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Today’s identity politics erases the goal of a color-blind society

Written By | Jul 23, 2019

WASHINGTON: There was a time not long ago when men and women of goodwill, liberal and conservative, sought to create a genuinely color-blind society. The Rev. Martin Luther King, Jr., famously declared,  “I have a dream that my four little children will one day live in a nation where they will not be judged by the color of their skin but the content of their character.”

But today’s identity politics is destroying diversity acceptance.

On the left, four freshman U.S. representatives of growing prominence embrace a contrary philosophy.

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One of them, Rep.Ayanna Pressley, D-Mass., declared:

“We don’t need any more brown faces that don’t want to be brown voices. We don’t need black faces that don’t want to be black voices.”

In response to Pressley and the other three in her “Squad”, President Trump said that if they were unhappy in America, they should go home and fix the broken societies there. Only one of them, Rep. Ilhan Omar, D-Minn., a native of Somalia, was born outside the US.

When a crowd at a Trump rally in North Carolina began to chant, “Send her back,” many saw a different version of identity politics at play. This, they argued, was white identity politics.

Race-based identity politics is identifiable across our society.

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A National Association of Scholars study indicates that:

“…at least 75 American colleges have black-only graduation ceremonies and 43 percent of surveyed colleges offer segregated residential halls. The organization refers to this as “neo-segregation.””

Harvard’s separate commencement for African-Americans first made national news in 2017. The New York Times headline read, “Colleges Celebrate Diversity With Separate Commencements.”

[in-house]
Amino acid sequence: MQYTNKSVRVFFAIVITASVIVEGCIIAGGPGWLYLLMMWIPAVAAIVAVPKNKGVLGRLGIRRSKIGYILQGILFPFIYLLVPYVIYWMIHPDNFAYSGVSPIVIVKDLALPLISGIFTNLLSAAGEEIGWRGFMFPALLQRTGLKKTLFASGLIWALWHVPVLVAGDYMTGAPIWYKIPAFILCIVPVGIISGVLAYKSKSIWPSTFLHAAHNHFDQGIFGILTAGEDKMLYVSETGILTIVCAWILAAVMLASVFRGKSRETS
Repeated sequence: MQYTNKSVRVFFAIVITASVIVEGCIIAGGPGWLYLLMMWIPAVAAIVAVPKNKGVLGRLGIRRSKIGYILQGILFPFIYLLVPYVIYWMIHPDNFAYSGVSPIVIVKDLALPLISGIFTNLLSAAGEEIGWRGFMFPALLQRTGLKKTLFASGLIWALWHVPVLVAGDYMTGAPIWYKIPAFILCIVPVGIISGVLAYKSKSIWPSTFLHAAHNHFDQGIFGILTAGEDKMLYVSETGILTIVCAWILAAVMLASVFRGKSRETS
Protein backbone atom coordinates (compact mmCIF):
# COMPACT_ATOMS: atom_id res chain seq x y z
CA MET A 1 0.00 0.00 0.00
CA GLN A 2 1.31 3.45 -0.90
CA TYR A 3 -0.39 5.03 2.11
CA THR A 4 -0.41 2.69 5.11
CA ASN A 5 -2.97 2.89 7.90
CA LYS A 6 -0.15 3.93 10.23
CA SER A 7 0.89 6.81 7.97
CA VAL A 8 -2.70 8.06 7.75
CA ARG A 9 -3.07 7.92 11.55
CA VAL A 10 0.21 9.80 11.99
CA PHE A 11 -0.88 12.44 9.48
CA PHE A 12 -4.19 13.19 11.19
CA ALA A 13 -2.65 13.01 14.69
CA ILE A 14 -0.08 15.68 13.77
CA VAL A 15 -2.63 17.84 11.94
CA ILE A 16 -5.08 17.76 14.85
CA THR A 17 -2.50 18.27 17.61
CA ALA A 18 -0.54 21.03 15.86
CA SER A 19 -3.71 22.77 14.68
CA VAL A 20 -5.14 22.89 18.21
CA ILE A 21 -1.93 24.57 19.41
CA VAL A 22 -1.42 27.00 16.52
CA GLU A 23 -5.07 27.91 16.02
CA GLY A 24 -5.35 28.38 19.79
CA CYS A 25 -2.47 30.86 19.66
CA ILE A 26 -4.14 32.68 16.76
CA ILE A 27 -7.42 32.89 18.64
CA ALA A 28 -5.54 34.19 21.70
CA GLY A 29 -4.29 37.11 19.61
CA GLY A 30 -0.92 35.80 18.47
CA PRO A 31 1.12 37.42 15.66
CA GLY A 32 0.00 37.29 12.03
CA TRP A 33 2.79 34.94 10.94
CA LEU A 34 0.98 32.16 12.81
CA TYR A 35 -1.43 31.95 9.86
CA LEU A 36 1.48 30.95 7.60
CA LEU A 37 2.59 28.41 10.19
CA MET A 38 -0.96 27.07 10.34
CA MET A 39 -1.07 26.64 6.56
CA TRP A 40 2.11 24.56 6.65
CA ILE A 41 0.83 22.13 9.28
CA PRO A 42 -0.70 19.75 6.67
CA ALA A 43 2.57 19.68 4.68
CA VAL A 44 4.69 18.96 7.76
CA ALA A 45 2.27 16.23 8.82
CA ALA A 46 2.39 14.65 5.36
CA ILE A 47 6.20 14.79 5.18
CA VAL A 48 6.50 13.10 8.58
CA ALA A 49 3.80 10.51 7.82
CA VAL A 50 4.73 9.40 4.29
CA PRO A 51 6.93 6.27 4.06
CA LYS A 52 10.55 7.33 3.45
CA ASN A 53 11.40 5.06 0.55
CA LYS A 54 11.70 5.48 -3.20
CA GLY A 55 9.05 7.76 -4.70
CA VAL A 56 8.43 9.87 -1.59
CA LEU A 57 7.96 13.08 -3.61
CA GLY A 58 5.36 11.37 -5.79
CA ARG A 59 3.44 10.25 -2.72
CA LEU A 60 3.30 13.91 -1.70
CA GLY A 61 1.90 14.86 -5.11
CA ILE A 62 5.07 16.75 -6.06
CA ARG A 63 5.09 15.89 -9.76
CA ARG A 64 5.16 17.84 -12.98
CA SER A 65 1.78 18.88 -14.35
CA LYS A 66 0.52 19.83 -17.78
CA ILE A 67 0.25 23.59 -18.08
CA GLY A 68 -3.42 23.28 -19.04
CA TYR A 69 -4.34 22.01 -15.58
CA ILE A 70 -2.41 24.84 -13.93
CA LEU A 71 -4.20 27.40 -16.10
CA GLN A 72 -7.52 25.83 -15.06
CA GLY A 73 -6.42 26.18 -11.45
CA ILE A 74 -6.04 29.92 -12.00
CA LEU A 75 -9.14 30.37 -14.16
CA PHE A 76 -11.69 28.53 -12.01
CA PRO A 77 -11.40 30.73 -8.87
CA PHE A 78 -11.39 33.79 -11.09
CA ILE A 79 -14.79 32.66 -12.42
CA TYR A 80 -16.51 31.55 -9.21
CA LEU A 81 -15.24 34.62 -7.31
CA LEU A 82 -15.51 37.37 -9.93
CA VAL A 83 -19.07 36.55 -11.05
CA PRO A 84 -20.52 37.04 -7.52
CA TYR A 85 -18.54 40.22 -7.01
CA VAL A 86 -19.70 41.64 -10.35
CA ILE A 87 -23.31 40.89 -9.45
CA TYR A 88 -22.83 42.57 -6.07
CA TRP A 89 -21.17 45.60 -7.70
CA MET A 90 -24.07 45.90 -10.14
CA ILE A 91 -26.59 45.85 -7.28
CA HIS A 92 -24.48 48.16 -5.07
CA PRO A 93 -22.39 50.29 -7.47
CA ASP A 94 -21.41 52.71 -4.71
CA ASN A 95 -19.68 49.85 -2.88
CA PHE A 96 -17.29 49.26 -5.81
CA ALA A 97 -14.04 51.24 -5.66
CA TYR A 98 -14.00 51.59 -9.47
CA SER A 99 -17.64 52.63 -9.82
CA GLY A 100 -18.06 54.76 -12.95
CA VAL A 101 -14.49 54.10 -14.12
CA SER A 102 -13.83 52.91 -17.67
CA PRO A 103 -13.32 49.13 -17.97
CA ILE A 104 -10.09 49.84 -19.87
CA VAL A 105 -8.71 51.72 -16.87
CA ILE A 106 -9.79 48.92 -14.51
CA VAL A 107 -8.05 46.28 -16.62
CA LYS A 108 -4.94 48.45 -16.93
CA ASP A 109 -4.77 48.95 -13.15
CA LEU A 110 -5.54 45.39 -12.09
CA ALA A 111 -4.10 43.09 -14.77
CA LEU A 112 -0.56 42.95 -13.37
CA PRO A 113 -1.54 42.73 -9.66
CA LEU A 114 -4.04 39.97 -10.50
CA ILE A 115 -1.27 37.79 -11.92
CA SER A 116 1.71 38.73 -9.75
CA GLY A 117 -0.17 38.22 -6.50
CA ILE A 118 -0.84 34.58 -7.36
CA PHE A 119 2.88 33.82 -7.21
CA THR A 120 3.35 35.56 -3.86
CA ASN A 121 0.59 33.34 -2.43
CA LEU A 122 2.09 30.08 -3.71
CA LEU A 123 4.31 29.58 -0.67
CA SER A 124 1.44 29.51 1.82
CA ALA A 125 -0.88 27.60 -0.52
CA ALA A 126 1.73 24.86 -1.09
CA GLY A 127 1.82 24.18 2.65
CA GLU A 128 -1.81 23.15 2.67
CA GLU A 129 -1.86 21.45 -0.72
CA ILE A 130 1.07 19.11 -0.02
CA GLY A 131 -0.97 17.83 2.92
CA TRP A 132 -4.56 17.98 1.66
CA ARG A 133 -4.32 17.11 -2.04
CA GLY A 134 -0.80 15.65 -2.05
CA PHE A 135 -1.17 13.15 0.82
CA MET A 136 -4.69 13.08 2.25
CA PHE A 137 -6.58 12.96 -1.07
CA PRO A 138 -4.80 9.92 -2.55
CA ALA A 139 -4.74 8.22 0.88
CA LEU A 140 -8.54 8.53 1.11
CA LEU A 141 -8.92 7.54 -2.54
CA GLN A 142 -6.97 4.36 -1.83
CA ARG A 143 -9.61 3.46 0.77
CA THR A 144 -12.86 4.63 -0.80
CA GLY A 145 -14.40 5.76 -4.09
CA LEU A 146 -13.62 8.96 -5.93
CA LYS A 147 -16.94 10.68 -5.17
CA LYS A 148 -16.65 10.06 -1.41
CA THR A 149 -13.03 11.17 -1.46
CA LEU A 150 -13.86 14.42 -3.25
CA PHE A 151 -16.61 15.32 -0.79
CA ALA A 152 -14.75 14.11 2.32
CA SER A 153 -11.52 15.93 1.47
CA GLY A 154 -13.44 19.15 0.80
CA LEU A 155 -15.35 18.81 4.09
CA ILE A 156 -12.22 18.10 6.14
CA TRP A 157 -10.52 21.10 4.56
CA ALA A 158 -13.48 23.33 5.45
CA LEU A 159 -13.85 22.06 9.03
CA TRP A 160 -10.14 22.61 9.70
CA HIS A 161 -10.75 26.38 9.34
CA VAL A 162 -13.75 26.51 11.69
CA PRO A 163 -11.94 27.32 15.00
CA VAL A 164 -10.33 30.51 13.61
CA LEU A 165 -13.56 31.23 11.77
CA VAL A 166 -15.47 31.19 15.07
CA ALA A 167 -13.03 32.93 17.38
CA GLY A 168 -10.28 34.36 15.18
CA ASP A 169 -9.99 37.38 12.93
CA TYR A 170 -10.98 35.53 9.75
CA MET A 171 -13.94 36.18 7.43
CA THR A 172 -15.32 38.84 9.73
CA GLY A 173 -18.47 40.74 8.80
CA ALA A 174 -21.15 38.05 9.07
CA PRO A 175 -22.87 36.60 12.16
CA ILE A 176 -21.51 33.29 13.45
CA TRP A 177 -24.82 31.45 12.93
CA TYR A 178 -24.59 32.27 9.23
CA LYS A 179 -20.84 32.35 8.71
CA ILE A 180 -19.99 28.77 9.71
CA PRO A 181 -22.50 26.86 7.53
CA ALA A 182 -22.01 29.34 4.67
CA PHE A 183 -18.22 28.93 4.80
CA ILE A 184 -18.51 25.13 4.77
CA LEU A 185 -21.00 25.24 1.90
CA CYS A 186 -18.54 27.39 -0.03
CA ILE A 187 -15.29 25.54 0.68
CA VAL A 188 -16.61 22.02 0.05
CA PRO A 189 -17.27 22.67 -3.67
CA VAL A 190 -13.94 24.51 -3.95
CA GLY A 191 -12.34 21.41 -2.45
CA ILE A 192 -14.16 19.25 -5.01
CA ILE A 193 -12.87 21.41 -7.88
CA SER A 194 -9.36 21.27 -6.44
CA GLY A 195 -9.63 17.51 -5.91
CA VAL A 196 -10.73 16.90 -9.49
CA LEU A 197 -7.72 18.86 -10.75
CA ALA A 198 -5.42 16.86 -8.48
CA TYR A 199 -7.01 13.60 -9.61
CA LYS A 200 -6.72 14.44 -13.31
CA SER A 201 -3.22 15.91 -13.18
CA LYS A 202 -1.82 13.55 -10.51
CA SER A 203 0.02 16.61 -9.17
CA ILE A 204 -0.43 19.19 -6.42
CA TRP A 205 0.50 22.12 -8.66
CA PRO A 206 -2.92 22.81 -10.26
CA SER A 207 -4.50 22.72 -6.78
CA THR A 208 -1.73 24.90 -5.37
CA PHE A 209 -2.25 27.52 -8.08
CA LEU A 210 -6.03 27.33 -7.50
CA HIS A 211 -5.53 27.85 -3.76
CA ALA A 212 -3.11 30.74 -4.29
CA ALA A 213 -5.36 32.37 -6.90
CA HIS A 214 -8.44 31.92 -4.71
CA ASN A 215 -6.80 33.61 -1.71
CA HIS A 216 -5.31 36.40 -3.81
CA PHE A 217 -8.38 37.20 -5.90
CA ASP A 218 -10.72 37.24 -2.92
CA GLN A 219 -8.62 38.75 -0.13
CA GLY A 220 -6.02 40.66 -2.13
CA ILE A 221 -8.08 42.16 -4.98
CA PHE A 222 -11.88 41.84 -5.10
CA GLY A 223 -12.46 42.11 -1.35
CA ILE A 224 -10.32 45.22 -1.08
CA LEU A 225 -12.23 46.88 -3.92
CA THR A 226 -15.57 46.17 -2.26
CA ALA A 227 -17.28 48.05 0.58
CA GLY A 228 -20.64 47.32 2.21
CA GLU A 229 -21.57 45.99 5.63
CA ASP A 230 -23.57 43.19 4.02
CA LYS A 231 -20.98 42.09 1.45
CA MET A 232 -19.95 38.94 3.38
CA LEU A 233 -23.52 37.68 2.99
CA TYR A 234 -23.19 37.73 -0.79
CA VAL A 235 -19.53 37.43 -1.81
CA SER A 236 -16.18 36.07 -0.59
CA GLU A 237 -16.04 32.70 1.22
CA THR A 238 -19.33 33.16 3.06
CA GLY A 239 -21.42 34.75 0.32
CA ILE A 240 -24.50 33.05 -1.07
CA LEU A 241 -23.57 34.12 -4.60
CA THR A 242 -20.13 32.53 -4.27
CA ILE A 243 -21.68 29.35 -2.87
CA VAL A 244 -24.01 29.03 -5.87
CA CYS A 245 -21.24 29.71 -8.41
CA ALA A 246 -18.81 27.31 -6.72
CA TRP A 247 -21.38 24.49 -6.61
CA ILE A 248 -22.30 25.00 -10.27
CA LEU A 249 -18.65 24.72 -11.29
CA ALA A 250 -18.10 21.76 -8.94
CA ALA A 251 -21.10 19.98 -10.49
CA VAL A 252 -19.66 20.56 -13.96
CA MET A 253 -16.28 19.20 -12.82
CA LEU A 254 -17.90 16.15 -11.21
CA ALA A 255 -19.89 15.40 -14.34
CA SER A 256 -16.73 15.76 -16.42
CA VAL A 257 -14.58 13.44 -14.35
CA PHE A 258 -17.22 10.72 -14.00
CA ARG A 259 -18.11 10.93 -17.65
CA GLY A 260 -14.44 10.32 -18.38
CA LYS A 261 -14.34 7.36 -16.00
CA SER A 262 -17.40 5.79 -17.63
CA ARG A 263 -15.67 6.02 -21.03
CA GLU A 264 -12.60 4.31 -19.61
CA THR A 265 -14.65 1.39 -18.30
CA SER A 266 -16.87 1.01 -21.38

Ward Connerly, president of the American Civil Rights Institute and a black critic of race-based programs says that separate commencement ceremonies

“…serve only to amplify racial differences. College is the place where we should be teaching and preaching the view that you’re an individual, and choose your associates based on factors other than skin-color.”

(Ward Connerly Warns Against Washington State’s “Racial Preferences” Initiative)

Connerly is a businessman, author, political figure, and former regent of the University of California. He is the author of Creating Equal: My Fight Against Race Preferences and Lessons from My Uncle James: Beyond Skin Color to the Content of Our Character.

The leaders of the civil rights movement, who worked to achieve a genuinely color-blind society, would be disappointed to see the emergence of identity politics in today’s American society.

Thurgood Marshall, who would become our first black Supreme Court justice, in arguing for the NAACP in the case of Sipuel v. Board of Regents of the University of Oklahoma (1948) declared that,

“Classifications and distinctions based on race and color have no moral or legal validity in our society.”
The complications inherent to our racial history

After slavery was abolished, black Americans began fighting the legal barriers of segregation as committed patriots.